8 Presidential Libraries Every History Buff Should Visit
There have been 45 presidents since America was founded, yet only 14 presidential libraries. These are the ones that can't be missed.
Franklin D. Roosevelt Library and Museum
Franklin D. Roosevelt, the 32nd resident, was the first president to establish a presidential library in 1939 when he donated his personal and presidential papers to the federal government. While FDR’s and all the presidential libraries are overseen by the National Archives and Records Administration, this museum, built on his family property in Hyde Park, New York, has a collection of more than 34,000 items from FDR and Eleanor Roosevelt’s political and social life during the 1930s and 1940s, spanning from the Great Depression to FDR’s New Deal to World War II. A highlight is FDR’s rare book collection, with more than 22,000 volumes donated from his private collection. Those who love Americana will also want to check out these 16 best cities for history buffs.
Richard Nixon Presidential Museum and Library
The Richard Nixon Presidential Museum and Library sits on nine picturesque acres in Yorba Linda, California, which also happens to be Nixon’s birthplace. The 37th president’s library features Army 1, the presidential helicopter, used by Presidents Kennedy, Johnson, Nixon, and Ford, a large section of the Berlin Wall, and 70 exhibits on The Vietnam War, Communism, the Cold War, and Watergate. You can also visit the Pat Nixon Gardens, the final resting place of President Richard Nixon and First Lady Pat Nixon. Politics nerds will love these iconic newspaper covers that changed the course of history.
Abraham Lincoln Presidential Library and Museum
Though he was president in the 1860s, the Abraham Lincoln Presidential Library and Museum wasn’t incorporated until 2000. The Springfield, Illinois library and museum feature more than 52,000 artifacts and documents, including one of President Lincoln’s stove-pipe hats and copies of The Emancipation Proclamation and The Gettysburg Address, two milestone Civil War speeches, as well as the 13th Amendment that abolished slavery in America.
Ronald Reagan Presidential Library and Museum
The Ronald Reagan Presidential Library and Museum is set on 300 acres in Simi Valley, California and features a full-size replica of the White House Oval Office where President Reagan famously never took off his suit jacket. It also features an Air Force One aircraft, tail number 27000, which flew seven U.S. presidents, and the first-of-its-kind hologram of President Reagan. Ronald and Nancy Reagan are both laid to rest at the Library with a beautiful memorial carved with the words, ‘”I know in my heart that man is good, that what is right will always eventually triumph and there is purpose and worth to each and every life.”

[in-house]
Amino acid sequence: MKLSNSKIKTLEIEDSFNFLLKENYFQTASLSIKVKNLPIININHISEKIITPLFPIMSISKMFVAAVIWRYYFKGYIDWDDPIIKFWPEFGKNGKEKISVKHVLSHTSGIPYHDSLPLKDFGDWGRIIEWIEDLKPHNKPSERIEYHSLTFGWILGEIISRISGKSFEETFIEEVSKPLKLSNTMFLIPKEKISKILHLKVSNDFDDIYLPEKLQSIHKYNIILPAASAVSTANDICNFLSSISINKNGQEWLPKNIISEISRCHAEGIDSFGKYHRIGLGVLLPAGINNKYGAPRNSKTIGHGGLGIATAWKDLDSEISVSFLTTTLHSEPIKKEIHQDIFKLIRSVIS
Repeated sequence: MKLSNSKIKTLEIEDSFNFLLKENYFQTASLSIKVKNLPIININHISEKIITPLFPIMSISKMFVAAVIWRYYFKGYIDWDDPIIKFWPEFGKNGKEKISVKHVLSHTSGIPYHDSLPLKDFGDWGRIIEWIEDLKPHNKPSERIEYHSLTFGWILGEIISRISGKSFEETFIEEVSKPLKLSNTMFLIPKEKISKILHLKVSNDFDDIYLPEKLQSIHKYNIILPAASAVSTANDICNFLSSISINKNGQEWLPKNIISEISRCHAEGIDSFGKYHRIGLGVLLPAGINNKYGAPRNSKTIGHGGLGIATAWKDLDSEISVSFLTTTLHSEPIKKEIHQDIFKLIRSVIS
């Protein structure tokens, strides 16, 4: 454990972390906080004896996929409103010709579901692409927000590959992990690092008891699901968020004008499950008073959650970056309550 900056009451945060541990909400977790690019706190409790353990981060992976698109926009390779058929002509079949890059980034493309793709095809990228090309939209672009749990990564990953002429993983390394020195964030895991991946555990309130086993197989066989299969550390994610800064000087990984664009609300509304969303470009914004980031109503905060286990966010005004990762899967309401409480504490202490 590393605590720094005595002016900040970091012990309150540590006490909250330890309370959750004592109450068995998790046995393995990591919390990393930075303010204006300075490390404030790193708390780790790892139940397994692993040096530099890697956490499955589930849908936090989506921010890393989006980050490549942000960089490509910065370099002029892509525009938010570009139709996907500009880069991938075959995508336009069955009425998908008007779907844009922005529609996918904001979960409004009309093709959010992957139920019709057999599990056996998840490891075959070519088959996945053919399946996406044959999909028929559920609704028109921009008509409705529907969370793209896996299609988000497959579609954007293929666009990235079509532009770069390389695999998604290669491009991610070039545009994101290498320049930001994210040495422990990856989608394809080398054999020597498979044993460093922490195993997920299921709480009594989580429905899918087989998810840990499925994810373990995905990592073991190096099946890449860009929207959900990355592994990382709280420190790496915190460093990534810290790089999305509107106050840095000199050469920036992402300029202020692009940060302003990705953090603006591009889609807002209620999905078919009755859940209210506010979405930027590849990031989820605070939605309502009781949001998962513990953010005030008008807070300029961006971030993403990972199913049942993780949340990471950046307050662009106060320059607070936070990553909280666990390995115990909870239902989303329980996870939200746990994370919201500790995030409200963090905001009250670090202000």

John F. Kennedy Presidential Library and Museum
The 35th president’s library in Boston hosts over 20,000 artifacts and special exhibits about Kennedy’s founding of the Peace Corp and U.S. Space Program. And for fans of former First Lady Jacqueline Kennedy, there is also a comprehensive collection of clothes from her White House era. Another special find: the Ernest Hemingway Papers, which were donated to the library by Ernest’s wife Mary Hemingway after Kennedy made a special arrangement for her to retrieve his things from Cuba following the Bay of Pigs Invasion that banned travel to Cuba. Fans of Camelot won’t want to miss these 15 rarely seen photos of JFK and Jackie.
William McKinley Presidential Library and Museum
The 25th president’s library in Canton, Ohio contains artifacts and furniture from the McKinley’s home, an exhibit on his leadership during the Spanish-American War and his tragic assassination in 1901. One of the most special artifacts is his wife Ida Saxton McKinley’s gold and diamond tiara, which was featured on an episode of Pawn Stars in 2014 after one of the descendants of Ida McKinley’s sister brought it to the Las Vegas pawn shop. More than 300 donors amassed the $43,000 asking price to give it a proper home in the library. Here are some astonishing facts you never knew about our U.S. presidents.
Herbert Hoover Presidential Library and Museum
One of the most controversial presidents in American history, Herbert Hoover led the country from 1928 to 1933 during the start of The Great Depression. Hoover’s library in West Branch, Iowa features exhibits about his childhood (he was raised a Quaker and was orphaned at the age of 9), to the years he devoted post-presidency to social causes, where he also helped serve both Harry Truman and Dwight Eisenhower during their presidencies. Little House on the Prairie fans will appreciate seeing manuscripts from author Laura Ingalls Wilder.
Barack Obama Presidential Library
The 44th president’s library is the first fully digital library, so you can’t visit this one in-person. But you can view extensive information, photos, and videos of Barack, former First Lady Michelle, and their daughters during his presidency from 2009 to 2017. You’ll have to wait until January 20, 2022, to view President Obama’s presidential records, due to the Freedom of Information Act (FOIA) and requirements of the Presidential Records Act (PRA). Read on to find out the answers to the 16 history questions everyone gets wrong.